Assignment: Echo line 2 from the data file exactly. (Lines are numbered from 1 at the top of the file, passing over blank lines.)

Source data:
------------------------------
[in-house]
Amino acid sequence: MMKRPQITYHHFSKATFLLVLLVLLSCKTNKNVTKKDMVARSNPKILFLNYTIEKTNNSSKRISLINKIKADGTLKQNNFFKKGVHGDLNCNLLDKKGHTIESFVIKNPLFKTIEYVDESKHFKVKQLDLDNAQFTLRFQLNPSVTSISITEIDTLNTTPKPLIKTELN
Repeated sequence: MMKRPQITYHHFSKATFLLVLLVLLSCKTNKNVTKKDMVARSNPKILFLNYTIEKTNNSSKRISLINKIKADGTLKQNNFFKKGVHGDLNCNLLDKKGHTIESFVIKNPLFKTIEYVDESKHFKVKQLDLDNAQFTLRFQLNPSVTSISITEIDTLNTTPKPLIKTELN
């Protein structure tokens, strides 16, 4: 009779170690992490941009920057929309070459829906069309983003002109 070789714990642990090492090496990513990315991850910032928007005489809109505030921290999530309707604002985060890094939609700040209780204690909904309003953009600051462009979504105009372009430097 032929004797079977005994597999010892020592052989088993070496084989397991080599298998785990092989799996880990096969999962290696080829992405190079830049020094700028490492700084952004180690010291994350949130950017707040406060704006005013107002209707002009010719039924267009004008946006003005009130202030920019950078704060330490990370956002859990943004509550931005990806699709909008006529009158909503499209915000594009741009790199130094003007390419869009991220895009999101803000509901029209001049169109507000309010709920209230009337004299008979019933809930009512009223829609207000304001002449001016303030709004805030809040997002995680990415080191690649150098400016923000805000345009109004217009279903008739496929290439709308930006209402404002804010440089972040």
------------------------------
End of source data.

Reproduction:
Amino acid sequence: MMKRPQITYHHFSKATFLLVLLVLLSCKTNKNVTKKDMVARSNPKILFLNYTIEKTNNSSKRISLINKIKADGTLKQNNFFKKGVHGDLNCNLLDKKGHTIESFVIKNPLFKTIEYVDESKHFKVKQLDLDNAQFTLRFQLNPSVTSISITEIDTLNTTPKPLIKTELN